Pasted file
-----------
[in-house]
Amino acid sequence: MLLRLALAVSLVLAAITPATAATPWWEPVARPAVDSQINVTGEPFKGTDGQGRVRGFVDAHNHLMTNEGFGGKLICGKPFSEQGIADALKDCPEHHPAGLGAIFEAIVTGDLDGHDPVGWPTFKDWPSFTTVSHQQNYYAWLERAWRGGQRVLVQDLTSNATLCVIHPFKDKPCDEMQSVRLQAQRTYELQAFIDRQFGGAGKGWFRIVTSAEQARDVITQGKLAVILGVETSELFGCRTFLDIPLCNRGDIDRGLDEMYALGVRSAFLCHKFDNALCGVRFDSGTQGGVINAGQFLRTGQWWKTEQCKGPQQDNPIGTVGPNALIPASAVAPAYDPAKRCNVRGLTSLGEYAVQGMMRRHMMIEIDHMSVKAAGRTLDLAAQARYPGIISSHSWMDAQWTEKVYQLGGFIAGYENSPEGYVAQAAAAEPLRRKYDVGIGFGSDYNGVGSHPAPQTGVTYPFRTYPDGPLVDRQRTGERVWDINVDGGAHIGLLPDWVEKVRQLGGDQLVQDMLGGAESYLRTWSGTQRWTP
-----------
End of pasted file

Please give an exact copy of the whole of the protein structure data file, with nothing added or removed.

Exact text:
[in-house]
Amino acid sequence: MLLRLALAVSLVLAAITPATAATPWWEPVARPAVDSQINVTGEPFKGTDGQGRVRGFVDAHNHLMTNEGFGGKLICGKPFSEQGIADALKDCPEHHPAGLGAIFEAIVTGDLDGHDPVGWPTFKDWPSFTTVSHQQNYYAWLERAWRGGQRVLVQDLTSNATLCVIHPFKDKPCDEMQSVRLQAQRTYELQAFIDRQFGGAGKGWFRIVTSAEQARDVITQGKLAVILGVETSELFGCRTFLDIPLCNRGDIDRGLDEMYALGVRSAFLCHKFDNALCGVRFDSGTQGGVINAGQFLRTGQWWKTEQCKGPQQDNPIGTVGPNALIPASAVAPAYDPAKRCNVRGLTSLGEYAVQGMMRRHMMIEIDHMSVKAAGRTLDLAAQARYPGIISSHSWMDAQWTEKVYQLGGFIAGYENSPEGYVAQAAAAEPLRRKYDVGIGFGSDYNGVGSHPAPQTGVTYPFRTYPDGPLVDRQRTGERVWDINVDGGAHIGLLPDWVEKVRQLGGDQLVQDMLGGAESYLRTWSGTQRWTP